Doors still open to out-of-state inmates

By Kathy Barks Hoffman

Associated Press Writer

LANSING (AP) -- Michigan still is in the hunt for federal and out-of-state inmates to fill its shuttered prisons -- just not Guantanamo detainees, Gov. Jennifer Granholm said this week.

The state hopes Pennsylvania will send some of its inmates to Michigan, the Democratic governor told reporters. Michigan also is in talks with the Federal Bureau of Prisons and also will try again to get California to send inmates its way.

Earlier this summer, the state prison in Standish, 145 miles north of Detroit, was being considered as a possible site to house suspected terrorists now being held at Guantanamo Bay, Cuba. Federal officials toured the prison in August. But they never entered into negotiations with Granholm or the Michigan Department of Corrections on using the site.

In a plan outlined Tuesday, President Barack Obama ordered the federal government to acquire an underused state prison in rural Illinois to be the new home for a limited number of Guantanamo suspects.

Granholm said she wasn't surprised Michigan no longer was being considered by federal officials.

"They never came back and answered (my questions) or even engaged in a conversation with me," she said this week. "We never made a formal proposal."

U.S. Rep. Pete Hoekstra, the senior Republican on the House Intelligence Committee and a 2010 Michigan gubernatorial candidate from Holland, said he's glad the detainees aren't coming to Michigan.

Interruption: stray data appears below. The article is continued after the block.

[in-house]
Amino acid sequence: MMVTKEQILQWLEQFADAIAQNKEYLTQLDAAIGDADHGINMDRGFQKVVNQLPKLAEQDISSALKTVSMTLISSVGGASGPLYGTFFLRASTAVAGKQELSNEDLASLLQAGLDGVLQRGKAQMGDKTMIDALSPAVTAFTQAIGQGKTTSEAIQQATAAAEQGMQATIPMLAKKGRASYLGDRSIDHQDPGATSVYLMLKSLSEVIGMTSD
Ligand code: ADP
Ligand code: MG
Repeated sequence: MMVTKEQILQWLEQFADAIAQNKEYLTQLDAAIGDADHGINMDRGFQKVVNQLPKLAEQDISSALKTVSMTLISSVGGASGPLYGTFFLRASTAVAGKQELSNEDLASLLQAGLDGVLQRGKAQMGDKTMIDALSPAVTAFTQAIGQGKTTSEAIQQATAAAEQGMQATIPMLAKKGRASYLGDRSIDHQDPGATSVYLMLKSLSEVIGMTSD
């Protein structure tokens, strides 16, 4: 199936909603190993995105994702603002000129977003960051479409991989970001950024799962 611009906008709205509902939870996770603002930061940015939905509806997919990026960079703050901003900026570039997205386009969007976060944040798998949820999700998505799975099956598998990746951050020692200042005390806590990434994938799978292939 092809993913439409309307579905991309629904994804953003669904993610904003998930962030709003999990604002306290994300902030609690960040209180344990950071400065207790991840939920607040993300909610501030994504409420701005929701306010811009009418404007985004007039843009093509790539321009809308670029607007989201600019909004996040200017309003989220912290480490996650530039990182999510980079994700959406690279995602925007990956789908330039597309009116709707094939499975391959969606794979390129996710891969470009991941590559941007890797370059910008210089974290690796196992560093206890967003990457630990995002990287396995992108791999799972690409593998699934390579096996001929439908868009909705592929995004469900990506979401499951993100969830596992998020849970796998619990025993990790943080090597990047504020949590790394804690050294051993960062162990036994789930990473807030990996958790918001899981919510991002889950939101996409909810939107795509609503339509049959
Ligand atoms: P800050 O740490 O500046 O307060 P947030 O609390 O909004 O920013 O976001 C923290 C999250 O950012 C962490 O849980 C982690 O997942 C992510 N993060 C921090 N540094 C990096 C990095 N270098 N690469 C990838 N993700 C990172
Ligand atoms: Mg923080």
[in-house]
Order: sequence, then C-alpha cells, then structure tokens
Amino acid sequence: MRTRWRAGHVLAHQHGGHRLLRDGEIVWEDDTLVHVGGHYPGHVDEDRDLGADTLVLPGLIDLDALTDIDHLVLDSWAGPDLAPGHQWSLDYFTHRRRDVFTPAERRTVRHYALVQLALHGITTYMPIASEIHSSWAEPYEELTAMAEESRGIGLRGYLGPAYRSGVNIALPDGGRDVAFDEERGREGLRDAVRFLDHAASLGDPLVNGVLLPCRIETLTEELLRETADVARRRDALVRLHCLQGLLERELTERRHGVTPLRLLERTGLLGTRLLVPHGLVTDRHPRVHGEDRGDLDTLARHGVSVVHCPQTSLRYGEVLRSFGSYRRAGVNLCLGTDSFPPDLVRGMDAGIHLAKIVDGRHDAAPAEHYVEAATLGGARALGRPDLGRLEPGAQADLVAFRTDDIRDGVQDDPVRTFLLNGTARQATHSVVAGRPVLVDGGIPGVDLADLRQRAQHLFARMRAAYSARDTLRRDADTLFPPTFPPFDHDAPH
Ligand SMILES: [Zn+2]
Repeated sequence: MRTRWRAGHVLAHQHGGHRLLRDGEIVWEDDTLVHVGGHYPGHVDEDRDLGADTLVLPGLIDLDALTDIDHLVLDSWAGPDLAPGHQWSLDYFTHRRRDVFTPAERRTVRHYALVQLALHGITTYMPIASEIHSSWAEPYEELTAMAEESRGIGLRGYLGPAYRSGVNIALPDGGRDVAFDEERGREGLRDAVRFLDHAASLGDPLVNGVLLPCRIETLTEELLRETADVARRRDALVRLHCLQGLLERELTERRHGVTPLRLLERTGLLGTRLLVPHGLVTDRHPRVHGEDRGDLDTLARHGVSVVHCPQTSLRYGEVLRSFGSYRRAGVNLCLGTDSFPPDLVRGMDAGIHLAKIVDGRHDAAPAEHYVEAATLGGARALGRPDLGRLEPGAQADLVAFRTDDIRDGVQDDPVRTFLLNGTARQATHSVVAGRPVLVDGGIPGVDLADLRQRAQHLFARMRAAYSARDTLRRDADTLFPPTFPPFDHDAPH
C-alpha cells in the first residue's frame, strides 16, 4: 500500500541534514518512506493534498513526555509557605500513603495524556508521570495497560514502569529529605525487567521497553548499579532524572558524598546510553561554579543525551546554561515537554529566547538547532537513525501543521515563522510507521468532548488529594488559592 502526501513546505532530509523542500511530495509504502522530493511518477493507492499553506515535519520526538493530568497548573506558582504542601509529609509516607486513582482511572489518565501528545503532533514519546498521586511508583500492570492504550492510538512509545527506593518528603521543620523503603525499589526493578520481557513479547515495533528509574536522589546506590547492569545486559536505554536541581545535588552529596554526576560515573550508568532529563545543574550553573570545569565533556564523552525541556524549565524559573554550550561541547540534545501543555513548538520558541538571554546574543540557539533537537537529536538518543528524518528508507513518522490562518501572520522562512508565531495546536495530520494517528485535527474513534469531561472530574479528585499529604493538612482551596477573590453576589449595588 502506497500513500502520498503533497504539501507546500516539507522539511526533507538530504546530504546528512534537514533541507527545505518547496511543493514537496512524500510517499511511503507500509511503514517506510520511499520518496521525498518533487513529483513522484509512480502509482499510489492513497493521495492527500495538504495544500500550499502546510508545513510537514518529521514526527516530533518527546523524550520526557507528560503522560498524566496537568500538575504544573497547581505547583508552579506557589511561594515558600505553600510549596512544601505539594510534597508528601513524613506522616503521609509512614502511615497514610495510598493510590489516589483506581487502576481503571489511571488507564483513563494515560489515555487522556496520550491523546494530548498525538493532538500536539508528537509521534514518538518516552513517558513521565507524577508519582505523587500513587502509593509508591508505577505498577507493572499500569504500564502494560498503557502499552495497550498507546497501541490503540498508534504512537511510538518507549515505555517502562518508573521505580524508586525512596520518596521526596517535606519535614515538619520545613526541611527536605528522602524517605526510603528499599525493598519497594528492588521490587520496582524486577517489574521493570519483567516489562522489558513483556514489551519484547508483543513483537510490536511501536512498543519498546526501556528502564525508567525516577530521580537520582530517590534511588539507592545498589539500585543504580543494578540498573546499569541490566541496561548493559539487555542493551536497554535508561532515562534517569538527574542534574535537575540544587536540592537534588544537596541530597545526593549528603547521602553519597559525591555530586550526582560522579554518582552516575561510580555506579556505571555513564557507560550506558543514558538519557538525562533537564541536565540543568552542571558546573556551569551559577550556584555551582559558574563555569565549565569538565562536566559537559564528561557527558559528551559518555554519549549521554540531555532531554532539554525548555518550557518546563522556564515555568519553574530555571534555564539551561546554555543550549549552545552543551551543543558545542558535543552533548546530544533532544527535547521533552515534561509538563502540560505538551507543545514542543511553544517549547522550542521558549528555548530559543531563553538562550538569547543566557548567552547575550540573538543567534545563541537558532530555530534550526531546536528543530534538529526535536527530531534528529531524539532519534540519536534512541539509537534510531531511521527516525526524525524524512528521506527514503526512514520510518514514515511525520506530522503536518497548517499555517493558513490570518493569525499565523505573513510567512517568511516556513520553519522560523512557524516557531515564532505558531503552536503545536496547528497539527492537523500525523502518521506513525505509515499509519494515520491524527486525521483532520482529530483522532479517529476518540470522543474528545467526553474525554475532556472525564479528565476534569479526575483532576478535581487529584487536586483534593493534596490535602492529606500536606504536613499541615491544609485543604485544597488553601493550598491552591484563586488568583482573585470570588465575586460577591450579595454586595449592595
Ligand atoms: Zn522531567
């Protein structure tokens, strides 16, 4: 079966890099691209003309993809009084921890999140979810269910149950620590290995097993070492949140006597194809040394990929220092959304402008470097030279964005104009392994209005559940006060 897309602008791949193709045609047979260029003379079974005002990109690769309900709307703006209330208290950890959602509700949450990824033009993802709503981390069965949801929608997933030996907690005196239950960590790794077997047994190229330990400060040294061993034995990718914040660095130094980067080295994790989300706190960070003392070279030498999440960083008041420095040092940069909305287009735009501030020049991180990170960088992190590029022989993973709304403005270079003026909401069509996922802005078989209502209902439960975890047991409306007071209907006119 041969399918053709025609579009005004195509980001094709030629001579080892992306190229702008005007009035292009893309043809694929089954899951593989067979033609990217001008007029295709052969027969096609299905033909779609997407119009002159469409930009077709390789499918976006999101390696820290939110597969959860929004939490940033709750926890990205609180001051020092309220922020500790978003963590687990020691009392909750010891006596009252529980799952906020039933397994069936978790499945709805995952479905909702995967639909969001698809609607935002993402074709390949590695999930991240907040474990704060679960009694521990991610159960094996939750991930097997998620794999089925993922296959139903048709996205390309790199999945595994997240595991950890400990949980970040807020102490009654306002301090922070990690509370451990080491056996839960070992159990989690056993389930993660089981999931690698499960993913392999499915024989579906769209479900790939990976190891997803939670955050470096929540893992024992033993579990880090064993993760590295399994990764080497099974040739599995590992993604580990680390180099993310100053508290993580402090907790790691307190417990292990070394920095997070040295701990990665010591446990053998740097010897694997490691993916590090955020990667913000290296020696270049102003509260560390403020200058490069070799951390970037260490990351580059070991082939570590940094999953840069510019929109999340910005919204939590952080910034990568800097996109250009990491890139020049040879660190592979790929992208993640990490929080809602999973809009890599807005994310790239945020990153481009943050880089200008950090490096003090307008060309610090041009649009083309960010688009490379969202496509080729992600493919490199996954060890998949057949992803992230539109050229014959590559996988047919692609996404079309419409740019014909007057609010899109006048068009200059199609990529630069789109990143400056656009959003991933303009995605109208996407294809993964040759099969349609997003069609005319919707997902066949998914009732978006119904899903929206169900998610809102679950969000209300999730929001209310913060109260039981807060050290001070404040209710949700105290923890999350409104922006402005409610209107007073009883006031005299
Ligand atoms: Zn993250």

But he doesn't want them in Illinois, either.

The White House has "gotten much better at the process of how they're going to cram this down the throats of local citizens who, if they had the facts, I believe wouldn't want it," Hoekstra told The Associated Press. "We were able to stop it in Michigan. ... We've got ways we can maybe influence this decision."

Many Standish officials who wanted to keep the prison open were unhappy with the White House decision. They're feeling the economic fallout since the prison closed Oct. 31, because the prison accounted for 25 percent of the town's local water-sewer budget and 45 percent of the general fund budget.

About 100 of the 340 prison staff were laid off, and those who kept their jobs transferred to other prisons -- a move that harmed local businesses.

"It was our feeling and the feeling of the council, especially when they talked to individuals or small groups in the community, that most people were in favor of the detainees coming here," city manager Michael Moran said. "A majority of our community are in fact disappointed that it did not occur."

But the prison still could reopen. Michigan Department of Corrections spokesman Russ Marlan said Michigan is one of several states Pennsylvania might choose to house lower-level security prisoners in the Standish prison. Granholm has twice spoken about the matter with Pennsylvania Gov. Ed Rendell.

"We expect to hear something from Pennsylvania any day," Marlan said.

Another possibility being discussed with Obama administration officials is for the prison to be taken over by the federal government to house federal inmates.

The state also plans to talk again with California officials about sending some inmates here, Marlan said. In mid-July, California officials toured prisons in Standish and Muskegon, near Lake Michigan. But they decided Michigan was asking too much money and didn't meet their requirements.

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Associated Press Writer John Flesher in Traverse City contributed to this report.

Published: Tue, Dec 22, 2009

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